Time was when most business leaders wouldn’t take much notice of the obligatory end-of-year technology predictions unless, of course, they worked at a tech company. This week the IEEE Computer Society (IEEE-CS) has revealed what it reckons are the top 10 technology trends that hold “extensive disruptive potential” predicted to reach adoption in 2018.
Even a cursory glance over the list confirms, though, why every business leader should now be taking an interest in horizon scanning since many of the technologies are likely to play an important part in the lives of their organisations.
They include cyber-security and artificial intelligence, deep learning, robotics, the Industrial Internet of Things (IIoT), blockchain, digital currencies and others which are already having a huge impact on the world of business and will continue to do so.
For instance, even if you’ve never heard of blockchain before, chances are you will in 2018. The distributed ledger technology was introduced in the financial sector but is now popping up in industries such as energy and is even being used to control the flightpaths of autonomous flying taxis. IEEE-CS predicts increased expansion of companies delivering blockchain products as well as “IT heavyweights” entering the market and consolidating. Blockchain platforms will, undoubtedly, help create new markets and new business models.
Meanwhile, leaders ignore cyber-security at their peril. As IEEE-CS points out, it is becoming essential to everyday life and business but is “increasingly hard to manage”. Indeed, there needs to be far greater leadership demonstrated in this area from the top tier who can be guilty of not facing up to it and offloading responsibility to IT.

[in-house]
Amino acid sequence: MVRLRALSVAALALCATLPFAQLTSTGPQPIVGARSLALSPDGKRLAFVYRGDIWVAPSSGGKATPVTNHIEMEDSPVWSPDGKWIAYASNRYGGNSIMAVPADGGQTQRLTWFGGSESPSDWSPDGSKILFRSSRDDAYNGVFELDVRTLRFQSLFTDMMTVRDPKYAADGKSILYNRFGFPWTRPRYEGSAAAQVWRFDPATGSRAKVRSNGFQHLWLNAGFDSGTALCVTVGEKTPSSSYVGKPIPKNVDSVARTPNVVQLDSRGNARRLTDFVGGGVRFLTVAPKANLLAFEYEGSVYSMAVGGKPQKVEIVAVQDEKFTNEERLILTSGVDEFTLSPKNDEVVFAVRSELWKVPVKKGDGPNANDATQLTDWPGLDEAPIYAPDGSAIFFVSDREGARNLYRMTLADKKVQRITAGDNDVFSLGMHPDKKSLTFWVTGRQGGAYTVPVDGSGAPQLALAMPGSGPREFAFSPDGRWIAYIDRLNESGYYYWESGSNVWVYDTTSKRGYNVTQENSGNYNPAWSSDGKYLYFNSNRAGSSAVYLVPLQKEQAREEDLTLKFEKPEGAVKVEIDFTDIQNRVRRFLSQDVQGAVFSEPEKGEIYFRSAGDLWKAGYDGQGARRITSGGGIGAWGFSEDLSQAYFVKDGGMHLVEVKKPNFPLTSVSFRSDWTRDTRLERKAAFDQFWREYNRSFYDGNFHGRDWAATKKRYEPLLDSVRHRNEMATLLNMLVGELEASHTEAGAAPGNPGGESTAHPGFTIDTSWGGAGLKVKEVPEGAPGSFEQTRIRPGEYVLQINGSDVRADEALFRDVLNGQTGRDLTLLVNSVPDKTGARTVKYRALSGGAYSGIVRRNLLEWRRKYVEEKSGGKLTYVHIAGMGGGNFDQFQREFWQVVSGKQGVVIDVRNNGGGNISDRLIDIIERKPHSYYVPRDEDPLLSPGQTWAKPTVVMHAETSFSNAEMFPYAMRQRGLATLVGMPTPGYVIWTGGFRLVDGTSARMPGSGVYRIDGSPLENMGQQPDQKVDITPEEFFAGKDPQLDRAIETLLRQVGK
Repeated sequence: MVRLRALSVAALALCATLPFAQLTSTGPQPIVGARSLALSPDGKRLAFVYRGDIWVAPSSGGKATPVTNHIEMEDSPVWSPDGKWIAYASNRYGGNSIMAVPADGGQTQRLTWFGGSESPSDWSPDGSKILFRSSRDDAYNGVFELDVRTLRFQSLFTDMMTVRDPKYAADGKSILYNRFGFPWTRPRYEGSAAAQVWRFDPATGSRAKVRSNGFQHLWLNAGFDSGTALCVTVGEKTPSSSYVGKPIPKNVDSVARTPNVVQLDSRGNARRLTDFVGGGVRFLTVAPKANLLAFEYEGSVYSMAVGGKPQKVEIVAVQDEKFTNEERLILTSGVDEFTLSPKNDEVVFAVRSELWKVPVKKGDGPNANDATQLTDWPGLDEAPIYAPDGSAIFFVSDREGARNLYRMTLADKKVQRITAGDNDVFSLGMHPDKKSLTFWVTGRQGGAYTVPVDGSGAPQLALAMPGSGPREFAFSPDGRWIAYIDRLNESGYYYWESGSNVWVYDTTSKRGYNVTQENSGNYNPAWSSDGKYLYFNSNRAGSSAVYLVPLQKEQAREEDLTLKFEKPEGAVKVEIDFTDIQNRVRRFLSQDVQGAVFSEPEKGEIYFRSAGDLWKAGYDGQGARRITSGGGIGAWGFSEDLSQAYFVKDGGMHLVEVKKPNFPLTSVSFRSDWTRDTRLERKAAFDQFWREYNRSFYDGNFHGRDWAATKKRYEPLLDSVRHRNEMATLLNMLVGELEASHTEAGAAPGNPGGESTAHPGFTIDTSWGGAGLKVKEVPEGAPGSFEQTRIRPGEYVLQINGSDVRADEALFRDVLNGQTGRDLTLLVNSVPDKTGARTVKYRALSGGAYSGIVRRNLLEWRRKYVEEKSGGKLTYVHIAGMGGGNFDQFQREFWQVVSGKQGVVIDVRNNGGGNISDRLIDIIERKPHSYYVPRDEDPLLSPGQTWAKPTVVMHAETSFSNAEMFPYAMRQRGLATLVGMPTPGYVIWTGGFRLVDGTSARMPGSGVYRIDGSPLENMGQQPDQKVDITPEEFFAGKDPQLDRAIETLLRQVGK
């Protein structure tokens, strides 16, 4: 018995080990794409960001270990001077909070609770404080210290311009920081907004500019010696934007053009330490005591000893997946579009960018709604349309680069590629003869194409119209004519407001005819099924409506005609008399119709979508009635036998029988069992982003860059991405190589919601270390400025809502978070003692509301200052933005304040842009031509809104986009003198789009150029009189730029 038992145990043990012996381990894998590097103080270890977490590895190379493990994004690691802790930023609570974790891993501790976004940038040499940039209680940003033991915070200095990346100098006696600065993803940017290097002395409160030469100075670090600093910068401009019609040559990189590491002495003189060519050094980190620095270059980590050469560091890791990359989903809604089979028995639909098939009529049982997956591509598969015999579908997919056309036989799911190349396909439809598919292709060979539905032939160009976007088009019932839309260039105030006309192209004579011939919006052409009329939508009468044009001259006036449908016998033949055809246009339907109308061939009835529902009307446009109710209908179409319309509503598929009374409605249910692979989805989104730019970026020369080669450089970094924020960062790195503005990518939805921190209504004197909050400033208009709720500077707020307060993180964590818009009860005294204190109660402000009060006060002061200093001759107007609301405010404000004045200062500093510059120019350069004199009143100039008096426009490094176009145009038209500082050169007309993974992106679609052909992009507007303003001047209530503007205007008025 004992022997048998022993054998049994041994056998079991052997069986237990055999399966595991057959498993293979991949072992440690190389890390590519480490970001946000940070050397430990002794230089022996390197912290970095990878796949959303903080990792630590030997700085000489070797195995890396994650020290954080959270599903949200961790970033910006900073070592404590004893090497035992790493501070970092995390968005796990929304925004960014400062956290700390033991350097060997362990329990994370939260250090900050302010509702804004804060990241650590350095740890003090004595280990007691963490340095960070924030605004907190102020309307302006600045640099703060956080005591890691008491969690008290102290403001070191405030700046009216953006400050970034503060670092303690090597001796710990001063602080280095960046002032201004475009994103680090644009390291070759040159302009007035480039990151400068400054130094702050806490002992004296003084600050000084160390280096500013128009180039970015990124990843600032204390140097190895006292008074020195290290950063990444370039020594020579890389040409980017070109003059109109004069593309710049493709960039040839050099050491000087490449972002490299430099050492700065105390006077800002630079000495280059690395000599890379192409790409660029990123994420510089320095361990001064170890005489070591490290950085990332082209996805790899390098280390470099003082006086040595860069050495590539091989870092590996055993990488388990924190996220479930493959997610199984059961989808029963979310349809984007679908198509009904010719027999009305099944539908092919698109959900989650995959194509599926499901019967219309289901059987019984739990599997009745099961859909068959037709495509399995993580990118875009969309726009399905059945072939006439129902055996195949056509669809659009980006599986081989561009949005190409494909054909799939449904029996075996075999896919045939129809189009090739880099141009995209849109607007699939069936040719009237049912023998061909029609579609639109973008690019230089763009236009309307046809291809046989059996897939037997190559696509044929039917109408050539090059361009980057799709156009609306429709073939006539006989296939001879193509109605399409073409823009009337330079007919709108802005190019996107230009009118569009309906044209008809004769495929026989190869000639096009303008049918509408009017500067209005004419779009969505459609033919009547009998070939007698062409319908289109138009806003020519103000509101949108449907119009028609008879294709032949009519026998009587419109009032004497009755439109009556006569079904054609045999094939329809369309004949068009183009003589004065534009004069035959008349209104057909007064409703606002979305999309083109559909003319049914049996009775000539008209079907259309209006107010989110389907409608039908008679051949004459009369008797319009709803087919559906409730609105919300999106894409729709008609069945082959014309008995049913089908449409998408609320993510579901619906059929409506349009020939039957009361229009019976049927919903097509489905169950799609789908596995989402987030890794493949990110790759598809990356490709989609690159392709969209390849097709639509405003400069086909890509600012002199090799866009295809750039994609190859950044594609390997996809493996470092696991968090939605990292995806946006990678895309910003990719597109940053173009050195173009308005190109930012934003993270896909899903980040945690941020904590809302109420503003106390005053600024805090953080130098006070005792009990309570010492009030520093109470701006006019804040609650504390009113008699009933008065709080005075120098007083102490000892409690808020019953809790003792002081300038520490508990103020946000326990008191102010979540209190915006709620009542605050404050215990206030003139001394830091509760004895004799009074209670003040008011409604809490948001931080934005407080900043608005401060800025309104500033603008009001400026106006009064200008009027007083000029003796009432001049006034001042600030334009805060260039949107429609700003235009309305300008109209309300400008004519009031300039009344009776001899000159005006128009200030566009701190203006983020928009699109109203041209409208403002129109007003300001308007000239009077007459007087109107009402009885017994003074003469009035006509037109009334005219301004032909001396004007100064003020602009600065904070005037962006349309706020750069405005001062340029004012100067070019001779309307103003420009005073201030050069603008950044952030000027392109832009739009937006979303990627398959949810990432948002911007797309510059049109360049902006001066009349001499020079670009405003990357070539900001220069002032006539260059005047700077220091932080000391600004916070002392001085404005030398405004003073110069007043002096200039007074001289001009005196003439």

Interestingly, “ethics, laws and policies for privacy, security and liability” also enters the list. With the increasing march of AI and robotics, IEEE-CS warns that technology has moved beyond society’s ability to control it easily.IEEE-CS reminds us that while robotics research has been undertaken for several decades its adoption hasn’t flourished. But the society notes that the past few years have seen increased market availability of consumer robots, as well as more sophisticated industrial and military robots. It predicts that this will trigger wider adoption of robotics in the medical space for caregiving and other healthcare uses as well as the further evolution of ethics. Once again, new companies, sectors and markets will emerge.
We sit at the dawn of the Fourth Industrial Revolution which brings opportunities, threats and challenges that need to be confronted and dealt with. Digital transformation and disruption is transforming companies and markets. Whatever industry you are in, the role technology plays will become more central. It will become more embedded into the fabric of the organisation. And, in some cases, it will be the reason why the organisation exists in the first place.
Hence the successful leaders will be the ones who read the technology predictions and assimilate them rather than leave it to IT to pick out what is most relevant and important. Somewhere in there could just lie the inspiration, direction and impetus for the future of your organisation.
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